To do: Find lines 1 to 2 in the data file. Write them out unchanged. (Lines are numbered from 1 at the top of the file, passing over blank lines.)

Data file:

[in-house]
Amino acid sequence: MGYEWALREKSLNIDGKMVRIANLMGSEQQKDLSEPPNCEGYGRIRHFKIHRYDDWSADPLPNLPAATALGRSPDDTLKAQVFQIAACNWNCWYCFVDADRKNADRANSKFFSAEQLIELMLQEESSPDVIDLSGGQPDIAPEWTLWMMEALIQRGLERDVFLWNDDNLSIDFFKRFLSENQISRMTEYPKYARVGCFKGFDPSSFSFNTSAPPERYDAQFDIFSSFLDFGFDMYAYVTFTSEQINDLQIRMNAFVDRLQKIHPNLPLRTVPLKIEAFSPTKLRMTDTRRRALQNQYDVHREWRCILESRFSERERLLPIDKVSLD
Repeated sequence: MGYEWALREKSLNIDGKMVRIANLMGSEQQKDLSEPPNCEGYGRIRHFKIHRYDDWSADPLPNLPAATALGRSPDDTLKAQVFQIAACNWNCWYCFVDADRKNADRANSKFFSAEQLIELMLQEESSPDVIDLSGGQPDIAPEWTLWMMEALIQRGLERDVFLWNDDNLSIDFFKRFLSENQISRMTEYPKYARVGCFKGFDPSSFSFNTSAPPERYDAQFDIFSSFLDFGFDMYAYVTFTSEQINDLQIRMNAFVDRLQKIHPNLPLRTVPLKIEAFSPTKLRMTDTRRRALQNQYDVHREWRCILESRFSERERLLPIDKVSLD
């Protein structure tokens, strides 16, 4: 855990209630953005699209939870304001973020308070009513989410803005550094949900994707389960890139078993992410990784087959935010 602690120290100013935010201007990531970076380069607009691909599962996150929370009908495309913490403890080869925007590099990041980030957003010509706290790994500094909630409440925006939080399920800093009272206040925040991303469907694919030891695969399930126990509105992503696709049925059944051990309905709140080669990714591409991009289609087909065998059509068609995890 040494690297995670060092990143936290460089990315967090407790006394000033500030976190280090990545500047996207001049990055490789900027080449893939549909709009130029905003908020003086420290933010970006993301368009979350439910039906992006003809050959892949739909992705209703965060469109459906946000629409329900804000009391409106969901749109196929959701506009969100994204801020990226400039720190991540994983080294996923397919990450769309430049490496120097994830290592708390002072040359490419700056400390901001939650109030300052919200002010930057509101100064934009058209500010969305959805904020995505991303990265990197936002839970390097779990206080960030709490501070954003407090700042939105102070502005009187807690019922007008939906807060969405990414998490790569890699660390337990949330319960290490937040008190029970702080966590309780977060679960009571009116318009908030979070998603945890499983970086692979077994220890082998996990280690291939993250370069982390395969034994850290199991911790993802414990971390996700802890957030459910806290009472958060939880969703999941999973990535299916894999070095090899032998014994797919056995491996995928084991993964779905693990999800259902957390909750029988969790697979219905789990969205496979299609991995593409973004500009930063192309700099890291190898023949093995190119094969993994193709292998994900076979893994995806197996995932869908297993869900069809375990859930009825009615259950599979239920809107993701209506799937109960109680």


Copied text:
[in-house]
Amino acid sequence: MGYEWALREKSLNIDGKMVRIANLMGSEQQKDLSEPPNCEGYGRIRHFKIHRYDDWSADPLPNLPAATALGRSPDDTLKAQVFQIAACNWNCWYCFVDADRKNADRANSKFFSAEQLIELMLQEESSPDVIDLSGGQPDIAPEWTLWMMEALIQRGLERDVFLWNDDNLSIDFFKRFLSENQISRMTEYPKYARVGCFKGFDPSSFSFNTSAPPERYDAQFDIFSSFLDFGFDMYAYVTFTSEQINDLQIRMNAFVDRLQKIHPNLPLRTVPLKIEAFSPTKLRMTDTRRRALQNQYDVHREWRCILESRFSERERLLPIDKVSLD